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The Twyman surname is one that can be found in many parts of the world - for the most part areas formerly part of the British Empire, as one might expect. 

When investigating the background to the surname, though, the logical place to start would be in England, where the first examples of the surname can be seen back in the 16th century in Kent.

Indeed as can be seen in the map of England to the left (image 1), the largest concentration of Twymans in 1881 could indeed still be found in Kent (with 280 of the total 456 individuals appearing on that census living in the county of Kent that year) - supporting this view that indeed the surname is a Kentish one.  The next largest populations of Twymans can be found in the London area (with 70 individuals in Middlesex & 29 in Surrey on the 1881 census), which is not too surprising  as one would expect economic migrants from the South East of England to travel to London first and foremost even today.  What is significant is that there is also a relatively large population of Twymans to be found in Hampshire (more specifically in the Isle of Wight and the Southampton area just across the Solent), where there are 36 individuals living in 1881.  While this, admittedly, doesn't sound like many and represents a handful of families, it is significant that this is the third-largest population of Twymans in England in 1881 - and indeed it is worth noting that there is a high population of the similarly-spelt Twynam (itself perhaps derivative of Twynham etc) in the area historically, perhaps indicating a connection between this closely-spelt surname and the Twyman population in Hants.

Indeed today while certainly the surname is more-widely spread through the country than in 1881, as indeed one would expect, it is notable that Kent still shows the most significant population of Twymans - indeed showing a continuation from that seen historically, where the Canterbury & Thanet areas have always shown the most significant populations.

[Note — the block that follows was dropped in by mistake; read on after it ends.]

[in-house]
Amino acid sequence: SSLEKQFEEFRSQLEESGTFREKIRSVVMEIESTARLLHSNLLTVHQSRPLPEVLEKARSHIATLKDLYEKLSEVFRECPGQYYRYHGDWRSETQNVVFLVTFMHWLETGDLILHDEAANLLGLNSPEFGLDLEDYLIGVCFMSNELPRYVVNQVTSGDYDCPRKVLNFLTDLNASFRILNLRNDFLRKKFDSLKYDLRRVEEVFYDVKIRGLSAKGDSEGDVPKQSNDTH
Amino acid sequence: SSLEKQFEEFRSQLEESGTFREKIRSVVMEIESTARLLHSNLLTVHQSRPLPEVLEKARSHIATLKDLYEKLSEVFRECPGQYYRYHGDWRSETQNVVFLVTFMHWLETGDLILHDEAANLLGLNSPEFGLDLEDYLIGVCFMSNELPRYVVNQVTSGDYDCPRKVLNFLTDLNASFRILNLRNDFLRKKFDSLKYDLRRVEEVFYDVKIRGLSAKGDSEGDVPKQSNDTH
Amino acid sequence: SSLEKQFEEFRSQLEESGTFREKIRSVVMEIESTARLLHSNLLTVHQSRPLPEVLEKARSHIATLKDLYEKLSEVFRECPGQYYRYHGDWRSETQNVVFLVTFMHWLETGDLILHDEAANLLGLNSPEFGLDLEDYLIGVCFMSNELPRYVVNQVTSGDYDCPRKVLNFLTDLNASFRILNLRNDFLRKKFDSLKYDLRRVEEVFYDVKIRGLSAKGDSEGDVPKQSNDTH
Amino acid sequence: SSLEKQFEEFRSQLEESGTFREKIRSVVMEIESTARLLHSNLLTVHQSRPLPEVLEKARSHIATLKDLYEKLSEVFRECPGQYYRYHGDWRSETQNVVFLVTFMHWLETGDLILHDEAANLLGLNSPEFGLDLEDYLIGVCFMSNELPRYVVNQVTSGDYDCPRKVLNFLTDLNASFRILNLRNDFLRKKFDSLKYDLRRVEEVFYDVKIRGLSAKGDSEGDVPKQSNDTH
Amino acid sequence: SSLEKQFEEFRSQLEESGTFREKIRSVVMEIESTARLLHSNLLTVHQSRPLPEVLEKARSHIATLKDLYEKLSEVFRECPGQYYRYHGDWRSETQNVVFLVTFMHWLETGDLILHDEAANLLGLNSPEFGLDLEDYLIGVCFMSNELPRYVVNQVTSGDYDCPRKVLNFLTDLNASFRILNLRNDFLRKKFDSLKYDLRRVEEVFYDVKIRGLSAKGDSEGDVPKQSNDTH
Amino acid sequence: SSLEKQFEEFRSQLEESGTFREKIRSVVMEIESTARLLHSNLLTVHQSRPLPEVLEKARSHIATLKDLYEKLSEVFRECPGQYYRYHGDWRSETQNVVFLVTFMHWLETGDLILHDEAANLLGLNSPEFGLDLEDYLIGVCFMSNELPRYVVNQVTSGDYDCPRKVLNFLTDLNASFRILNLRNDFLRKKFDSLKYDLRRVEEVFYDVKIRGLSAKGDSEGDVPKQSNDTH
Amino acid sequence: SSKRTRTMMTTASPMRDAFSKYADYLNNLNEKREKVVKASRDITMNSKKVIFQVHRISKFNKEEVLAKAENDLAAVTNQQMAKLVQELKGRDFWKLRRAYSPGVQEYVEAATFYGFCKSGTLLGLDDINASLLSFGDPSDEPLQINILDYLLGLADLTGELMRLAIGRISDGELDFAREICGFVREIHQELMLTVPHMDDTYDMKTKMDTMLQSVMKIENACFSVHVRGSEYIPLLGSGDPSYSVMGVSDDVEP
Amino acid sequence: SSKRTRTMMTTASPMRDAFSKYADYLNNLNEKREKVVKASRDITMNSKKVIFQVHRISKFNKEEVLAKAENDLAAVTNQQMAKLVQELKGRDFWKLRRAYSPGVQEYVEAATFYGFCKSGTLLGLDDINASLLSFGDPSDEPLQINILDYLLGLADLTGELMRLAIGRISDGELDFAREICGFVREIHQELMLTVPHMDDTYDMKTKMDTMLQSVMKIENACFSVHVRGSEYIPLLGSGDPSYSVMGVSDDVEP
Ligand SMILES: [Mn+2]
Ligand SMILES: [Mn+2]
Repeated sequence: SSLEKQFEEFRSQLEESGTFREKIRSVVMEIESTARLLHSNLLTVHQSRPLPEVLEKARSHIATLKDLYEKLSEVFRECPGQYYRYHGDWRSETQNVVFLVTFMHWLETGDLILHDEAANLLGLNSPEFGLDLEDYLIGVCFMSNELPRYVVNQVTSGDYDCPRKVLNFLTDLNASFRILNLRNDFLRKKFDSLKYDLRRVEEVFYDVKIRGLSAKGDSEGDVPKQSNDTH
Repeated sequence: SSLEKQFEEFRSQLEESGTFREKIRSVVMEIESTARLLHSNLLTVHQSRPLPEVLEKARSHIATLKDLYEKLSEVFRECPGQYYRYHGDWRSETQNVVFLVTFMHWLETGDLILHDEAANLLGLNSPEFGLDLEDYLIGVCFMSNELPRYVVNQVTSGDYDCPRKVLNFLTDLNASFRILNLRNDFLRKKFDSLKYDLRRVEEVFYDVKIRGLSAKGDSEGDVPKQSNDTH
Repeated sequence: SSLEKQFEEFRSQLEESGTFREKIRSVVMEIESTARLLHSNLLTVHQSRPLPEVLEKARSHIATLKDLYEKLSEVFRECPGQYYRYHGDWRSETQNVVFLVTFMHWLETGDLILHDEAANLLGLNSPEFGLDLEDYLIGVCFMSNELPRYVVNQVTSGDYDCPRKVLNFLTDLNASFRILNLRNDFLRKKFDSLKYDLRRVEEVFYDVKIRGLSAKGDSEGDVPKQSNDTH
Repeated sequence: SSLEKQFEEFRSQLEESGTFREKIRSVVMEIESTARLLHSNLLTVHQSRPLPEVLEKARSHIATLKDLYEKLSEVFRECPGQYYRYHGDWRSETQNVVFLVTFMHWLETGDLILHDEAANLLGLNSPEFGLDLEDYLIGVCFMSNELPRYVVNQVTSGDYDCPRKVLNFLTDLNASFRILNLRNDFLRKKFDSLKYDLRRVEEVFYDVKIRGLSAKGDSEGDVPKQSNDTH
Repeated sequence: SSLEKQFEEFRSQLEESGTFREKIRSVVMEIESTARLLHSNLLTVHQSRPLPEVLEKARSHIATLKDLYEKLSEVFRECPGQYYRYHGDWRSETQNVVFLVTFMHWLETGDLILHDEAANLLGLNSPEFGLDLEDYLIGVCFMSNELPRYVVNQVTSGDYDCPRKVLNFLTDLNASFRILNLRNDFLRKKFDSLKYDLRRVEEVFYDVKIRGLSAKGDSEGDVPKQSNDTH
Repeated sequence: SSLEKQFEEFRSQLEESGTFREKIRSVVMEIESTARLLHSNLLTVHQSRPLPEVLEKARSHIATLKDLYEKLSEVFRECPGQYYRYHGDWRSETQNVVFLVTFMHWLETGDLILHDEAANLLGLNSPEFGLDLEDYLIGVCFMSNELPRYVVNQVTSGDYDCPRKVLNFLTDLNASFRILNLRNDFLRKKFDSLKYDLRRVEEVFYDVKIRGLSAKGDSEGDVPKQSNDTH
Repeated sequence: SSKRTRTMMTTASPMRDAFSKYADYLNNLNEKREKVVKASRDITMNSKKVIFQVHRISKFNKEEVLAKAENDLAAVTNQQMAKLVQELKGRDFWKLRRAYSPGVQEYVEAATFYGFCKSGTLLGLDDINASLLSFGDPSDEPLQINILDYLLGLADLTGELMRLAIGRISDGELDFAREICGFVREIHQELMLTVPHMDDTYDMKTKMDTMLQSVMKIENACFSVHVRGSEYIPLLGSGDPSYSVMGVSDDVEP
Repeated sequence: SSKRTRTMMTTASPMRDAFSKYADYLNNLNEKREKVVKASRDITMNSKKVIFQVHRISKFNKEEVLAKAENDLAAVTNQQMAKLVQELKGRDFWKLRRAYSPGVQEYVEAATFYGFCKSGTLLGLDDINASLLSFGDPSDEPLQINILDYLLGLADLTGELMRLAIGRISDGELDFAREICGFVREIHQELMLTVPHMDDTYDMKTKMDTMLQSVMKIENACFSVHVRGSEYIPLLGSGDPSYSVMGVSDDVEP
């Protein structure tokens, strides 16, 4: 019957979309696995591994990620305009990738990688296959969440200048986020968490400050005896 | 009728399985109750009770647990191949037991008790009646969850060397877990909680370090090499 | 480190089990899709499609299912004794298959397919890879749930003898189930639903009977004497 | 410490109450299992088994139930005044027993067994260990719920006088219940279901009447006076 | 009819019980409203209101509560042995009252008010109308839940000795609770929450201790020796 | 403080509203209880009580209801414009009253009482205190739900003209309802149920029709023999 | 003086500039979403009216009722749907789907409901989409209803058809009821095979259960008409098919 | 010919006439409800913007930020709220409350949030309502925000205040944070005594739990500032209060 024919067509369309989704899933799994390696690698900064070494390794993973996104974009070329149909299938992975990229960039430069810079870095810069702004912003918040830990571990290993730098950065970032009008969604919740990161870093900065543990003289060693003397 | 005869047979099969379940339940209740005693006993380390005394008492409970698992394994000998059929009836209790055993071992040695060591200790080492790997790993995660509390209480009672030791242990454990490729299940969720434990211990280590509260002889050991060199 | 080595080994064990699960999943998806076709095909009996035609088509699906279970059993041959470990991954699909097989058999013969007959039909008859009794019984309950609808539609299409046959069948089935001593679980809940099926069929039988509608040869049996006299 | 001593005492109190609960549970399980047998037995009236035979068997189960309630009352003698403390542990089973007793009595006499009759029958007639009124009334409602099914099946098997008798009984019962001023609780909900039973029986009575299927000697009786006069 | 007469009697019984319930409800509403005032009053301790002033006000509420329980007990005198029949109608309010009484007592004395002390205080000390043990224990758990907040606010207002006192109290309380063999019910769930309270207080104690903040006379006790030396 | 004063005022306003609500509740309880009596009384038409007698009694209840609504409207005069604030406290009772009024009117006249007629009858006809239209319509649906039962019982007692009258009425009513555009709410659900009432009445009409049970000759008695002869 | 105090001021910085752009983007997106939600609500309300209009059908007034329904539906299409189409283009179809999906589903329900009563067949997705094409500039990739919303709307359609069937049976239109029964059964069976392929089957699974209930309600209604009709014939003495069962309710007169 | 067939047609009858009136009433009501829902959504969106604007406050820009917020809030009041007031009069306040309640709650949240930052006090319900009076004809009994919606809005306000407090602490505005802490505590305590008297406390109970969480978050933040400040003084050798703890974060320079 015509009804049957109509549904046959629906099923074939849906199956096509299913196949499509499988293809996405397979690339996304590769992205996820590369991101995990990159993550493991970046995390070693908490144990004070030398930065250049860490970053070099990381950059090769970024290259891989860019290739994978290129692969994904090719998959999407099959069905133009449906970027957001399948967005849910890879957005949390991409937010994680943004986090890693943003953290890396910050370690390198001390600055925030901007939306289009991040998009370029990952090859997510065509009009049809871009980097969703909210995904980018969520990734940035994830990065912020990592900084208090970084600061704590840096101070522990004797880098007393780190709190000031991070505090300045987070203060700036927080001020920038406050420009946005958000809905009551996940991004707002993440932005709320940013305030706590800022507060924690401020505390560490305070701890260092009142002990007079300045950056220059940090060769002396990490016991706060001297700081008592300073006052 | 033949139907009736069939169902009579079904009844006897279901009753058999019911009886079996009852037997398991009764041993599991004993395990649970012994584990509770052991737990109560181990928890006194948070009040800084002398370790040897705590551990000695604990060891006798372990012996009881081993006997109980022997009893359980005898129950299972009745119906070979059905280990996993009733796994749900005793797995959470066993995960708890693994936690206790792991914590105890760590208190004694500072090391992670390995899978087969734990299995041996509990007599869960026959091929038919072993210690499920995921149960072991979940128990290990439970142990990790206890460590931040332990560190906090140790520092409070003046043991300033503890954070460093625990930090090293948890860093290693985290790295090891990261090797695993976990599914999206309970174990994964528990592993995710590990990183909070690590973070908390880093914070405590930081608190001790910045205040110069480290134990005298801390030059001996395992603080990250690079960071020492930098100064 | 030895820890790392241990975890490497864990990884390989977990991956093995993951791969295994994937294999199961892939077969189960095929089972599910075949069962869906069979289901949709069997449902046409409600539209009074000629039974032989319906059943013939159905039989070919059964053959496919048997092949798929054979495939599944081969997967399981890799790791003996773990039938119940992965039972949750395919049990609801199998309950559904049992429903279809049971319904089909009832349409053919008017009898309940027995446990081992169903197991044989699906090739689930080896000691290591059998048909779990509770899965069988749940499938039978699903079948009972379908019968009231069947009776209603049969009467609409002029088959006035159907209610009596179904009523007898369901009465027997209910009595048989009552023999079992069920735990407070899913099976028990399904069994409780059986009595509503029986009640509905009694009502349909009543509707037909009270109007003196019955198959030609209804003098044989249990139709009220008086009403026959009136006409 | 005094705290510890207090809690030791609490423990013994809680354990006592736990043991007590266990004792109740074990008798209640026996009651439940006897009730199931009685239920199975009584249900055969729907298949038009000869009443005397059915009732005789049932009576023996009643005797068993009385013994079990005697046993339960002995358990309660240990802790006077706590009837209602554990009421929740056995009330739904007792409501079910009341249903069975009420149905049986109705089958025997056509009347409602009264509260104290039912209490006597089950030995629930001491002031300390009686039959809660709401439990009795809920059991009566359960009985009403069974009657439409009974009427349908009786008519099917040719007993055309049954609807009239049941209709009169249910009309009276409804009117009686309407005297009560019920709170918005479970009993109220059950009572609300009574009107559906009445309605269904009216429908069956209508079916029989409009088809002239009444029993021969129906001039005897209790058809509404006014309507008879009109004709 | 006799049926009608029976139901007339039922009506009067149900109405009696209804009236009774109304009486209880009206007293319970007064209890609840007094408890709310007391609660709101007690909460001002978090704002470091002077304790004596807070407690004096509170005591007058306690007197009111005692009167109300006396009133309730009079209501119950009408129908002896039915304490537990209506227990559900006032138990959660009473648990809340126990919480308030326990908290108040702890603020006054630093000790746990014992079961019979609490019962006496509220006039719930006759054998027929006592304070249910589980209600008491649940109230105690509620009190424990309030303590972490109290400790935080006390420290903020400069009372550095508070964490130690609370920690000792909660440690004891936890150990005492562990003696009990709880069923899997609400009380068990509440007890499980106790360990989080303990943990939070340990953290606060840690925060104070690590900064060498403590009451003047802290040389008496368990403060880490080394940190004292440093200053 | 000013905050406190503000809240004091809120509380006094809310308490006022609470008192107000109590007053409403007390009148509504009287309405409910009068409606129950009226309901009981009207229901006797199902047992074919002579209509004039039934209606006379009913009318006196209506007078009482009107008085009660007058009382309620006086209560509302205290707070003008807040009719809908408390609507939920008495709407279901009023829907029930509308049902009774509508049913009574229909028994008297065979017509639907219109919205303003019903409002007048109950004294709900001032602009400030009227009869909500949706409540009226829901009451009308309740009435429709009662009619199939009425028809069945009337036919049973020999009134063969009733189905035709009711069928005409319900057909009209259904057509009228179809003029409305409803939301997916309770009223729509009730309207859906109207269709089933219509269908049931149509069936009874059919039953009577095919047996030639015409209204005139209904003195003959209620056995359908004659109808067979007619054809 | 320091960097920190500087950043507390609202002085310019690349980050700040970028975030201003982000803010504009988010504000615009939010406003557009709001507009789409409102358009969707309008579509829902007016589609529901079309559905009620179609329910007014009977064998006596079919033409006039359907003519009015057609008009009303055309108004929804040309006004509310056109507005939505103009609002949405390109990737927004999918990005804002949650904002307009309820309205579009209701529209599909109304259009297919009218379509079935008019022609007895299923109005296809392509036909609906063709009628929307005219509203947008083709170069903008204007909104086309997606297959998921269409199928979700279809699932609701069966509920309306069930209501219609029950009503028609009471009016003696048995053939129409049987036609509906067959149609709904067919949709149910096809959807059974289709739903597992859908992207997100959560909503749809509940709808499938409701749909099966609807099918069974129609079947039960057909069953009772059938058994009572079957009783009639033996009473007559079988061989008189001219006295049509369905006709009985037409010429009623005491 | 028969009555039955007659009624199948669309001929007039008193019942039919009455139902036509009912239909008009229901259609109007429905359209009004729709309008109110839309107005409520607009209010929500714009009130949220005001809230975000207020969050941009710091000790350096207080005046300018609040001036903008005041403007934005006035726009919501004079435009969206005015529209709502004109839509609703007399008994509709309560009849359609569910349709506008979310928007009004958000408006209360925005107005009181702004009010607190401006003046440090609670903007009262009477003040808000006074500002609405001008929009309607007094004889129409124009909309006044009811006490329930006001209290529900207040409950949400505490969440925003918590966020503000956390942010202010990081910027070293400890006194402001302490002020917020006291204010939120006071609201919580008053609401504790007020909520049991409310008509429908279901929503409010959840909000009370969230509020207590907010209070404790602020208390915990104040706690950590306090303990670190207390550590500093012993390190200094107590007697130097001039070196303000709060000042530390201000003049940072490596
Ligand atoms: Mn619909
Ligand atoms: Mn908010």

Of note is that while England does show a relatively-handsome population of Twymans (with 764 individuals in England as of 2014), this does pale in comparison to those found in the United States - where as of 2014 there were 3326 individuals with the surname in the US.  This is significant, as there are two main roots for those Twyman families in the US: those who descend from the George Twyman who went to Virginia as an indentured servant in the 17th century, and those whose ancestors were subjugated into slavery by his descendants.  Today there are remarkably few states in which there isn't a population of Twymans, but historically (as perhaps one would expect) the vast majority of Twymans in the States appear in the southern States - most notably in Virginia (with 232 of the total 591 individuals on the 1880 census), Kentucky (with 149 individuals in 1880), and Missouri (with 68 individuals in 1880).  The next three largest blocks of Twymans appear then in neighbouring states: with a further 46 individuals in West Virginia; 40 individuals in Illinois; and 16 individuals in Ohio.  This spread of Twymans throughout the southern States can be seen in the map below (image 2).

(Image 1: Map of England showing the distribution of Twymans in England, as per figures from the 1881 Census.)


There is also evident a further collection of Twymans within the New England states, radiating out from New York - and indeed today there appears a significant number of Twymans in both New York, and further south in Pennsylvania.  Of course, though, as you see across the Atlantic in England, the States also sees an explosion of Twymans in every state - to the point where as mentioned, there are remarkably few states in which there isn't a Twyman family in the 21st century.

Outside of England & the United States, there are also significant concentrations of Twymans in a number of areas of the world.  Most notable are those found in Australia (where there are 169 individuals living as of 2014 - historically with most appearing in New South Wales); in Canada (with 131 individuals in 2014); in New Zealand (with 73 individuals in 2014); and in the countries of southern Africa (with 128 individuals in South Africa itself in 2014, as well as a further 203 in neighbouring Namibia).

Most surprisingly, there also appears to be a relatively noticeable population of Twymans in Chile, where as of 2014 there are 99 individuals living.

It is also worth noting that while back in 1881 there are no Twymans to be found in the UK outside of England, by 2014 there appear 3 Twymans living in Wales and 43 individuals living in Scotland - all of whom have presumably moved to these other areas of the UK as either economic migrants, or as the descendants of economic migrants.

(Image 2: Map of the United States showing the distribution of Twymans in the US, as per figures from the 1880 Census.)


Last Updated: 5th August 2015